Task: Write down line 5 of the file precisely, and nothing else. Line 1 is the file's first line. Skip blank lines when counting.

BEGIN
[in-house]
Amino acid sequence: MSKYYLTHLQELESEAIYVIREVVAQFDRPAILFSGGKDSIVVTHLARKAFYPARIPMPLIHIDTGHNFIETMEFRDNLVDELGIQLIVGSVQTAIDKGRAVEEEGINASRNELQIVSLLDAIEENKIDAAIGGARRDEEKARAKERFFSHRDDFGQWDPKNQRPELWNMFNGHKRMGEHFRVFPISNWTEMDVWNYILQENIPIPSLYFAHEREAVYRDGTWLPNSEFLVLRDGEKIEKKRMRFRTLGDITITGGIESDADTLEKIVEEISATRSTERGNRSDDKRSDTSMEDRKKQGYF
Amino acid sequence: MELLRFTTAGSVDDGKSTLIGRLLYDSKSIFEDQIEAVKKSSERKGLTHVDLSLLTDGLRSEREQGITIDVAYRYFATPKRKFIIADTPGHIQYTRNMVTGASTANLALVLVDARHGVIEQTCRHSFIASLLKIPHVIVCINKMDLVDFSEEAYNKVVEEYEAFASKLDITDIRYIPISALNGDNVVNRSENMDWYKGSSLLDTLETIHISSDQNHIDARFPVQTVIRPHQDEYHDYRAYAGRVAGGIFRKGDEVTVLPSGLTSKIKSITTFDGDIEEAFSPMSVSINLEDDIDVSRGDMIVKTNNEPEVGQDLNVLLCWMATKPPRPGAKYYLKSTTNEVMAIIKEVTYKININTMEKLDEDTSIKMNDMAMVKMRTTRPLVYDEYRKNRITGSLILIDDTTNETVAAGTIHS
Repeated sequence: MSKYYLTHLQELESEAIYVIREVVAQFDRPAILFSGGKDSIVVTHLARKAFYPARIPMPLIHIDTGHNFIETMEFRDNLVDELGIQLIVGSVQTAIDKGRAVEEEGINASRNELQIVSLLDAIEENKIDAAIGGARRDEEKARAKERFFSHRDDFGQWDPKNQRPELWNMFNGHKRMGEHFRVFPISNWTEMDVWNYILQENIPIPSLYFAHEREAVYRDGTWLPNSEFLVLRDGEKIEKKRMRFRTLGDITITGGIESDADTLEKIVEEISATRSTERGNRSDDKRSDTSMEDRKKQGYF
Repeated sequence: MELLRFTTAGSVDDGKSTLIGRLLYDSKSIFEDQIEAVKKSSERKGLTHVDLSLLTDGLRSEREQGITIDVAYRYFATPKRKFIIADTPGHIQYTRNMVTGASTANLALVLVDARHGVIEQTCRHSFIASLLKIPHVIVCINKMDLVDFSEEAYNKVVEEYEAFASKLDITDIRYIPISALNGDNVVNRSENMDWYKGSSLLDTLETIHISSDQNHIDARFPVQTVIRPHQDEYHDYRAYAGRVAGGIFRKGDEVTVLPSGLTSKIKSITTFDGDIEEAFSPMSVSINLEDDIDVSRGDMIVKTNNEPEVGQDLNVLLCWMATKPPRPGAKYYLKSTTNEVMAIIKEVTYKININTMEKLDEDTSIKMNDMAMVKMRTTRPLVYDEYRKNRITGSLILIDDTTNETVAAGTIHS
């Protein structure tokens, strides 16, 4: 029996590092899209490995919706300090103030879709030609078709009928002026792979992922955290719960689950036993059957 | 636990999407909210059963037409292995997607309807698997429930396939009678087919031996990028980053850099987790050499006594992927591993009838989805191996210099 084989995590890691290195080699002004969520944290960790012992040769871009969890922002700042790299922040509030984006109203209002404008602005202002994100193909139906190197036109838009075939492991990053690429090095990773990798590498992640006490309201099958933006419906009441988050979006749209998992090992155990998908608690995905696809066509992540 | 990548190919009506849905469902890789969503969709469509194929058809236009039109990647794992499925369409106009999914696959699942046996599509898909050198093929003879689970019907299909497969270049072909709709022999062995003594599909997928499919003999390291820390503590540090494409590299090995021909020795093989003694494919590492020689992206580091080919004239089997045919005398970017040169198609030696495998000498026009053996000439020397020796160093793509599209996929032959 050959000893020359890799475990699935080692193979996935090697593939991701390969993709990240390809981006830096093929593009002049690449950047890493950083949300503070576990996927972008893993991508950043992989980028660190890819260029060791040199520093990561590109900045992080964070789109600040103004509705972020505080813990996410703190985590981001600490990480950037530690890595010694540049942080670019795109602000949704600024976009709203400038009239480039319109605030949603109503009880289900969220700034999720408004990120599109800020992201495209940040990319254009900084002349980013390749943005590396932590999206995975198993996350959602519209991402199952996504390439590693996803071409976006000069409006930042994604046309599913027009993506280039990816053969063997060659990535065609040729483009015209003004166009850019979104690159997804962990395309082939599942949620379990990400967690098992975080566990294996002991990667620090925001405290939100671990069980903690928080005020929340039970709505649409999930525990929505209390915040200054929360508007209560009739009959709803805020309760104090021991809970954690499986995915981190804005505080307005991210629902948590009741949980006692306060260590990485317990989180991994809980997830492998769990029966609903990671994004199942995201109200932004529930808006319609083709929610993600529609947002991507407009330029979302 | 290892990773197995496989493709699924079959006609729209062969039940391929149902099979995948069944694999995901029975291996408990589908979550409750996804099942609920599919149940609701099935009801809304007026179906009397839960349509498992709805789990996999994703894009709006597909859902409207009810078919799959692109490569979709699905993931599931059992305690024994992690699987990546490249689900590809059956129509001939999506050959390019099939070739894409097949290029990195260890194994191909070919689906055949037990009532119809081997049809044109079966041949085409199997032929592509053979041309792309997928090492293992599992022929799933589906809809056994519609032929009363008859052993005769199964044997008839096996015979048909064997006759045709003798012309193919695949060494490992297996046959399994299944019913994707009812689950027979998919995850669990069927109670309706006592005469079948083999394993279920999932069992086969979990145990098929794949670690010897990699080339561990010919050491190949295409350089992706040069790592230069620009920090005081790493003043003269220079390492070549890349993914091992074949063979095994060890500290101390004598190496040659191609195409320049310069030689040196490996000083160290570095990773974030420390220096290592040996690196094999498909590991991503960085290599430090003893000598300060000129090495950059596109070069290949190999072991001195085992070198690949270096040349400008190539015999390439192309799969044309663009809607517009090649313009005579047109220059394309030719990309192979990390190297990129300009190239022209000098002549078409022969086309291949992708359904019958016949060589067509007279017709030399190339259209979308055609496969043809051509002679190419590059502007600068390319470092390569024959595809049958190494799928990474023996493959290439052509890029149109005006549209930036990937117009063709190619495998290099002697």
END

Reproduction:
Repeated sequence: MELLRFTTAGSVDDGKSTLIGRLLYDSKSIFEDQIEAVKKSSERKGLTHVDLSLLTDGLRSEREQGITIDVAYRYFATPKRKFIIADTPGHIQYTRNMVTGASTANLALVLVDARHGVIEQTCRHSFIASLLKIPHVIVCINKMDLVDFSEEAYNKVVEEYEAFASKLDITDIRYIPISALNGDNVVNRSENMDWYKGSSLLDTLETIHISSDQNHIDARFPVQTVIRPHQDEYHDYRAYAGRVAGGIFRKGDEVTVLPSGLTSKIKSITTFDGDIEEAFSPMSVSINLEDDIDVSRGDMIVKTNNEPEVGQDLNVLLCWMATKPPRPGAKYYLKSTTNEVMAIIKEVTYKININTMEKLDEDTSIKMNDMAMVKMRTTRPLVYDEYRKNRITGSLILIDDTTNETVAAGTIHS